Continuing along the lines of fashionable sun protection, you can further protect your body from skin cancers by appropriately accessorizing. Just like with wardrobe staples with UPF values that protect the skin covered by respective garments, thus a reminder to wear long sleeves and pants whenever possible, you'll want to prioritize protecting as much of your body as possible. This includes your head, face, shoulders, and even your eyes.

Yes, skin cancers can develop in and around your eyes. The folds of skin on your eyelids and surrounding area can be sensitive and subsequently susceptible to sunlight absorption, says Mayo Clinic. This is why wearing sunglasses every time you go outside is imperative for your health, not merely to prevent the discomfort of overly-aggressive glares from vibrant sunshine. Similar to clothing, sunglasses with UV-repelling features are frequently found with labels explicitly stating protection from ultraviolet rays, sometimes indicating safeguarding from both UVA and UVB rays. However, a label akin to 'broad spectrum coverage' also references elements that armor against dangerous sunlight.

Another essential accessory to have with you is a hat. While any hat is better than no hat, a wide-brimmed hat is the best option as it provides the most shading of your head, ears, and shoulders. It's never too early to begin wearing protective fashion. Children are also encouraged to wear broad-coverage sunglasses, hats, and UPF clothing when outdoors.

Seek solace in shaded spaces

During the summer months, the sun's rays are harshest than other times of the year, with intense exposure occurring near bodies of water, on sandy beaches, and in the middle of the day. Specifically, sunlight and UV ray exposure are concentrated between the hours of 10 a.m. and 4 p.m. regardless of geographical location or time zone, states MedStar Health. If possible, avoid going outside during these hours, no matter the season of the year.

Should venturing outdoors be necessary, a critical habit to cultivate is searching for spots of shade and seeking solace with as much sun-blocking overhead coverage as possible. Cancer Institute NSW provides an easy hack for determining the UV-repellent quality of shade, whether natural shade from a tree or artificial shade from a constructed awning or playground cover, by taking stock of the extent of blue sky peering through the entity providing shade. The higher quality of a shaded space, the less sky you'll be able to view when looking straight above.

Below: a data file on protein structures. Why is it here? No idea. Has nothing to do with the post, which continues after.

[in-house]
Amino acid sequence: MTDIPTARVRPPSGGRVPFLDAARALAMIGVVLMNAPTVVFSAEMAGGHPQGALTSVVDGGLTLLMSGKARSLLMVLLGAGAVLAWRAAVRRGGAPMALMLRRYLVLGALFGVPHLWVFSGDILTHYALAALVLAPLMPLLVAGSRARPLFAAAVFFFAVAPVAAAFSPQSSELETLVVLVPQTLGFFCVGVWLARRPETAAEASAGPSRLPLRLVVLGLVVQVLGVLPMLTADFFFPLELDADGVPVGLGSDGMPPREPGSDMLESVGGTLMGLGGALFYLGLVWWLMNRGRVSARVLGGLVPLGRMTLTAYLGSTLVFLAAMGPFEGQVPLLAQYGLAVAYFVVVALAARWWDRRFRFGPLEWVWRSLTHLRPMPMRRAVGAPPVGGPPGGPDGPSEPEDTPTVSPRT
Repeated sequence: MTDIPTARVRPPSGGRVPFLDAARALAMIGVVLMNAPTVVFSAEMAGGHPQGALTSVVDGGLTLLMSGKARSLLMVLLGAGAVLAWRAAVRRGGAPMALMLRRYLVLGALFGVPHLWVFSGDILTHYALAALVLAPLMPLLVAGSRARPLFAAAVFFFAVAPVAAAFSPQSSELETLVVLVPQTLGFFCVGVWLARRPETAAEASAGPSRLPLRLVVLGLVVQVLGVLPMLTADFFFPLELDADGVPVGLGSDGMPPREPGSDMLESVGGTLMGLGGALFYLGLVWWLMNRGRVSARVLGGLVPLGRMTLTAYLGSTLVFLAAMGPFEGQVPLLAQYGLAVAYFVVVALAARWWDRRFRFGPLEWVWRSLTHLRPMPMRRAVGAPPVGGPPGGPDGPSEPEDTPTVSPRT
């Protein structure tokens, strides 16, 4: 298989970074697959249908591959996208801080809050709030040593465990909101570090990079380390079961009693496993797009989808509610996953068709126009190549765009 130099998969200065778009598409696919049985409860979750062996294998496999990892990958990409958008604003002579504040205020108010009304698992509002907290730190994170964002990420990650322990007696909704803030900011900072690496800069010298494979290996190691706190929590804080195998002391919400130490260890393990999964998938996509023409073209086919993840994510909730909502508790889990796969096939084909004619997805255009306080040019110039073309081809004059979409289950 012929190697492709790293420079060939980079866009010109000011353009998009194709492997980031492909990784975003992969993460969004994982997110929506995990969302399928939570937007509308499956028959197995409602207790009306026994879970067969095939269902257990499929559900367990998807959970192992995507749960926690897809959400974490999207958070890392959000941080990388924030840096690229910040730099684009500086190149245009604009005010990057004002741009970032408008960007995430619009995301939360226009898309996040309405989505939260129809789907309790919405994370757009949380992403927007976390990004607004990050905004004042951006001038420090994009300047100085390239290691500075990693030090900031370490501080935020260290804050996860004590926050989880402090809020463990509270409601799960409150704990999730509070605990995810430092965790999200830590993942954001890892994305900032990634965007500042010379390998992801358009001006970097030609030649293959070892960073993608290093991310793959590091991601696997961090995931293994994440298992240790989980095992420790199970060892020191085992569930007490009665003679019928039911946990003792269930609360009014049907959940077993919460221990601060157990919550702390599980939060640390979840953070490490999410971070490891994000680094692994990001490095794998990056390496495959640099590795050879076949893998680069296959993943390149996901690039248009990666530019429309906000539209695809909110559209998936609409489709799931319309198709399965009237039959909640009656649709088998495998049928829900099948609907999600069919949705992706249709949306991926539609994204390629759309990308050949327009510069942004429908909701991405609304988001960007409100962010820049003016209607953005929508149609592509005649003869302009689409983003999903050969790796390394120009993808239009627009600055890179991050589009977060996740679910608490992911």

You can be crafty by bringing along your own shade coverage when you go outside. When spending extended time outside, pack a cover that can easily be set up for temporary shade, suggests GoodRx Health. While walking in sunlight, utilize an umbrella for mobile shade or take the opportunity to indulge in Regencycore with an old-fashioned parasol.

Conduct regular skin screenings

Establish a habit of routine skin checks to catch signs of potential skin cancer early on. Document changes to your skin, specifically when it comes to moles. Cleveland Clinic advises assessing moles using the ABCDE criteria, which can indicate abnormal moles if they're asymmetrical in appearance, have uneven borders, contain multiple colors or unusual hues, have diameters greater than the size of a pencil eraser, and/or are elevated in texture rather than flat. 

MedlinePlus recommends performing regular self-exams on your body, from the top of your head to both of your smallest toes. Begin with your scalp by parting a small amount of hair to examine the skin beneath your locks, accepting the help of a blow dryer for ease of moving hair around. Always perform self-exams in spaces with bright lighting and utilize the assistance of a full-length mirror for checking areas of your body difficult to view on your own. Some places may not seem obvious to check, like folds of skin within armpits, beneath breasts, and on the bottoms of feet. Look at the skin between each finger and toe, then remove nail polish to inspect the skin under each of your nails. Awkwardness aside, it's vital to inspect all angles of your genitalia and intimate areas, including between your buttocks. Lastly, seek an annual full-body screening by a dermatologist for the added benefit of their trained eye for spotting signs of skin cancer you may not be able to catch yourself.